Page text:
Advertisers looking to reach Latino eyeballs would do well to spend some money online, suggests a new report from The Nielsen Co.
The ratings agency said Wednesday that starting last fall, it noticed a segment of consumers who were starting to make a trade-off between online video and regular TV: Those who watched the most video online tended to watch less TV. The activity was more pronounced among people ages 18-34, with Asians and Latinos leading the way.
To gather their numbers, Nielsen polled about 2,600 people who said they watched videos online in the first three months of the year, and divided them into fifths based on how much they watch. The fifth that watched the most video online consumed nearly 19 minutes a day, and also watched the least amount of television, at about four hours and 32 minutes a day. The fifth that watched the least online video at less than a tenth of a minute a day watched the most TV at 4 hours and 50 minutes.
Among ethnic groups, Asians watched the least TV at 100 hours and 25 minutes, and the most online video at 10 hours and 19 minutes. Latinos were close behind with the second-least TV watching (135 hours and 25 minutes) and second-most online video (6 hours and 24 minutes). African-Americans had the most screen time overall, watching nearly 213 hours a month on TV alone.
Hispanics were the most likely to have a smartphone, at 53 percent, followed by Asians at 48 percent, African-Americans at 39 percent and whites at 30 percent. But African-American smartphone users were spending the most time watching video on the device, at 6 hours and 30 minutes.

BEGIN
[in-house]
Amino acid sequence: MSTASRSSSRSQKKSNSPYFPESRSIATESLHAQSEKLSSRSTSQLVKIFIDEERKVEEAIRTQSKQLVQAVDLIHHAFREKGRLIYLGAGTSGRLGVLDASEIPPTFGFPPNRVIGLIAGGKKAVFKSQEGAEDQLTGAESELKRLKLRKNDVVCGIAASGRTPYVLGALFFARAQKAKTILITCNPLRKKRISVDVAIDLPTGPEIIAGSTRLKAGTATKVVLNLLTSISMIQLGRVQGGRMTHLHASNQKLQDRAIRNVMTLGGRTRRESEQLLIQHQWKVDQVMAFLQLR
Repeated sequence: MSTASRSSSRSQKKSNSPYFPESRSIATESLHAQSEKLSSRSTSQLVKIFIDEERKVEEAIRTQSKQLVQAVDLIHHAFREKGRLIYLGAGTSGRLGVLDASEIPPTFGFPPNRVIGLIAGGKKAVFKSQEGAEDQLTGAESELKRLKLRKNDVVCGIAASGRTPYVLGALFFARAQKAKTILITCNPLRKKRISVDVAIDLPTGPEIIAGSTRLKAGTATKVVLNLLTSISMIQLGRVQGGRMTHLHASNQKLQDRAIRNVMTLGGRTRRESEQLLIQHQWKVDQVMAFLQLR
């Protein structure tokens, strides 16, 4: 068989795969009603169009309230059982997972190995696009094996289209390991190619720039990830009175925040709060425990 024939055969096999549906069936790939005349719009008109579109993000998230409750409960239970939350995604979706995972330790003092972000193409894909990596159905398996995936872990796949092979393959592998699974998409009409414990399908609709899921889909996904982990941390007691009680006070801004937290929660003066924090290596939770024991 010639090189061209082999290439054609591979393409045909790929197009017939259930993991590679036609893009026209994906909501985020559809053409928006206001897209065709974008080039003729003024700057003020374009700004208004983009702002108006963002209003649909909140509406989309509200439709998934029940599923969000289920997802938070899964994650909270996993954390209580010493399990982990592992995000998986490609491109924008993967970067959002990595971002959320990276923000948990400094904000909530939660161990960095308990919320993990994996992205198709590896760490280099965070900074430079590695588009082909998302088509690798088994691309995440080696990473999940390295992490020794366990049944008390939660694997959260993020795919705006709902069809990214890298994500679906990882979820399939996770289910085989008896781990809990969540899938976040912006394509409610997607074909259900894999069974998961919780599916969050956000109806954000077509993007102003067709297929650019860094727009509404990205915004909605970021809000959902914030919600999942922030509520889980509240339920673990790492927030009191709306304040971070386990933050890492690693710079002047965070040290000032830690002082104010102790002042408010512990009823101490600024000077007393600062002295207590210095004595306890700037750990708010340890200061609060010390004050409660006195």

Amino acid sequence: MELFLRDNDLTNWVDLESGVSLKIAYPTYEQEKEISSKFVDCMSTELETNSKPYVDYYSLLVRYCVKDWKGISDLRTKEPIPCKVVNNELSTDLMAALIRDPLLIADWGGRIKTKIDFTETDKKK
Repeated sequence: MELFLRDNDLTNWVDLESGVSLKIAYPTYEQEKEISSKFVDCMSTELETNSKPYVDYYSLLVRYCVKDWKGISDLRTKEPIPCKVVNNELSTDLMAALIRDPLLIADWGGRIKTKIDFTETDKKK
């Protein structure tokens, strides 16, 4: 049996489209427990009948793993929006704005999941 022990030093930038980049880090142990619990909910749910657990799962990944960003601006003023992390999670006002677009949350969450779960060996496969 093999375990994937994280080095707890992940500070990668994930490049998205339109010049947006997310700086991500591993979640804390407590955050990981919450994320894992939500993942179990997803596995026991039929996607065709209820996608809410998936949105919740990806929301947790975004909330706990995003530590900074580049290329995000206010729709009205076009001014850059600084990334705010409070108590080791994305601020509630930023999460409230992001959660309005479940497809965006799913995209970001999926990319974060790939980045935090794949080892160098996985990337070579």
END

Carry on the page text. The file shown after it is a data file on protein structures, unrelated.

Nielsen said the findings don't indicate that people are about to drop their pay TV packages to watch video only online, a notion known as "cord cutting." About 91 percent of TV households still paid for a TV subscription in the first quarter, and most of the changes had to do with people switching between cable, telephone and satellite companies. (Interestingly, Latinos were the least likely group to have cable, apparently preferring to have satellite or be broadcast-only.)
Overall, video watching on the Internet jumped 35 percent from a year ago, to 4 hours and 33 minutes per month. Watching on mobile devices such as smartphones rose 20 percent to 4 hours and 20 minutes a month.
This finding overturns a longstanding belief that people are watching more programming over all devices, and could be troubling to television networks that have been putting shows online in order to reach new audiences. The hope was they wouldn't diminish viewership on television, where they still make most of their advertising revenue.
Jack Wakshlag, chief research officer at Time Warner Inc.'s Turner Broadcasting System, said the decrease in TV viewing made by the heaviest watchers of online video was relatively small and "not something we view as destructive or damaging."
He noted that overall viewing went up on all platforms, meaning that Time Warner's "TV Everywhere" strategy of making content available to subscribers on multiple devices was the right one.
Nielsen's senior vice president of insights and analysis, Pat McDonough, said the study suggests that advertisers have to cast a wider net to make sure they're reaching the audiences they want.
"The real implication for advertisers is you need to think broadly," she said. "You need to think about reaching people on the screen that they're available on at that time."
Based on reporting by The Associated Press.